Monroe County, Illinois
This history was extracted from the following book on:
Combined History of Randolph, Monroe and Perry Counties, Illinois
Published by J. L. McDonough & Co.
In the year 1786 the first settlements at New
Design seem to have been made. The name is said to have arisen from the
circumstance that James
Lemen (click here to read funeral sermon of James Lemon), the founder of the colony, observed that
he had a "new design" to make a settlement south of Bellefontaine.
The New Design settlement, previous to 1800, contained the largest
American colony in Illinois. It
was the common rendezvous of the immigration from Kentucky and Virginia,
and with Bellefontaine, the head quarters of the whole American
population in the last century. Its
founders were attracted by the elevated and beautiful country, then
prairie, afterward overgrown with timber, from which the courses of both
the Kaskaskia and the Mississippi could be traced.
The settlement rapidly increased in size, and by the year 1790 a
considerable number of families had here made their homes.
In 1800 the population is estimated to have been two hundred and
fifty. The location of
James Lemen's house, on survey 395, claims 502, about four miles south
of Waterloo, nearly marked the centre of the colony.
James Lemen was born in Berkeley county, Virginia,
in the autumn of 1760. His
grandfather had emigrated to America from the north of Ireland. His father died when James was a year old.
His mother married again and he was raised in the Presbyterian
faith. In 1777, during the
war of the Revolution, he enlisted in the Virginia forces. He took part
in the battle of White Plains. He
served in the army two years, and then returned to Virginia.
He lived for a time in the vicinity of Wheeling, and there
married Catherine Ogle, daughter of Captain Joseph Ogle.
He came to Illinois in 1786, arriving in July, of that year, with
his family by a flat boat from Pittsburg, on the Ohio and Mississippi
rivers to Kaskaskia. After James Smith, a Baptist preacher, arrived and preached
in the New Design settlement, Mr. Lemen professed religion, and
thenceforth he was an active member of the Church.
He was an earnest opponent of slavery, and mere expressions of
his in a sermon preached in the Richland church in 1809, caused the
division that sprang up between the Baptist churches of southern
Illinois. He was Justice of the Peace for many years under the
Territorial government, and also acted as Judge of the County Court.
His first dwelling was a log cabin, and he afterwards built a
brick house, which is still standing, and which was the first brick
house erected within the limits of the present county of Monroe.
His house stands on the northwest part of claim 502, survey 395.
This tract was conceded to James Lemon in right of his militia
service. The building is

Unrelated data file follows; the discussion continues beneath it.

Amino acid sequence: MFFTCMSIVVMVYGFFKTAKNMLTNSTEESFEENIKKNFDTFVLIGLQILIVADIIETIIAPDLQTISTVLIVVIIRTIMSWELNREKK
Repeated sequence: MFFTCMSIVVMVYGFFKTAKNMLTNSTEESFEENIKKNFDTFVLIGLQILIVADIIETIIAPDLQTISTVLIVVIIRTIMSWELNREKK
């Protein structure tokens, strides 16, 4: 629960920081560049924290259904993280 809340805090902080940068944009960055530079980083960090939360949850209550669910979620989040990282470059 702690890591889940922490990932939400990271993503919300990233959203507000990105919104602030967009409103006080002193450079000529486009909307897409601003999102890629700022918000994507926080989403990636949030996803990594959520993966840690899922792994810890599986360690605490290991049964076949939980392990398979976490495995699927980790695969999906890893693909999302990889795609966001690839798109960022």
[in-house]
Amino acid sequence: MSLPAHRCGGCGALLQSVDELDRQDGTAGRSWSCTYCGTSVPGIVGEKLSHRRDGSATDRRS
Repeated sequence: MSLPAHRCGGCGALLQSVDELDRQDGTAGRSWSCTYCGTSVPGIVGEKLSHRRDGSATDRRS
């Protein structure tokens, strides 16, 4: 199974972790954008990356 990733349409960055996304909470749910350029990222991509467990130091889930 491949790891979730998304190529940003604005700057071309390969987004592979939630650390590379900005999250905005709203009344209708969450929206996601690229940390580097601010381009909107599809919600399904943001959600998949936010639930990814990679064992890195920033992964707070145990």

thirty by twenty feet, and contains four rooms, two above and two below.
Near by is the grave yard where rests the remains of several
members of the Lemen family and other pioneers of that settlement.
Elder James Lemen died on the 9th of January, 1823.
His wife died July 14, 1840, aged seventy-five-years.
James Lemen raised a large family of children; six if his sons
were preachers of the gospel; one, Robert, taught school a number of
years, and was of great benefit to the settlement.
James, who was born at the New Design, in 1787, was elected to
several important public positions.
He served several times in both branches of the State
Legislature, and was a delegate from St. Clair county to the convention
which framed the first constitution of the state.
Early in the present century Robert, Joseph, and James Lemen,
Jr., removed to the Ridge prairie, in St. Clair county, and there made
Captain Joseph Ogle was one of the pioneers of New
Design. He was born in
Virginia in 1744. He
commanded a company of Virginia troops during the Revolutionary war,
holding a commission as captain from Patrick Henry, then Governor of
Virginia. He came to
Illinois from the neighborhood of Wheeling, Virginia, in 1785.
With him came Joseph Worley, and James Andrews.
He was a man of untiring energy, and strong will power, in his
honor one of the counties of the State received its name.
He professed religion under the preaching of the Rev. James
Smith, at New Design in 1787, and was appointed leader, by the Rev.
Joseph Lillard, in 1793, of the first Methodist class ever formed in
Illinois. Members of the
Ogle family removed from New Design, and in 1796 made a settlement in
the American Bottom, near where the road from Bellefontaine to Cahokia
descended the bluff.
In 1802 Captain Ogle made one of the pioneer
locations in the Ridge prairie, near the present town of O'Fallon, in
St. Clair county, where he resided till his death, in 1821.
His descendants reside in St. Clair county.
In the year 1793 the most numerous colony Illinois,
so far, had received settled in and around, the New Design. This colony embraced families by the name of Whiteside,
Griffin, Gibbons, Enochs, Chance, Musick, and Going.
In it were many daring, enterprising, and influential men, whose
arrival was hailed with great satisfaction by the other settlers, who
were anxious to strengthen the colony against attacks of the Indians. The Whitesides were born and raised in North Carolina.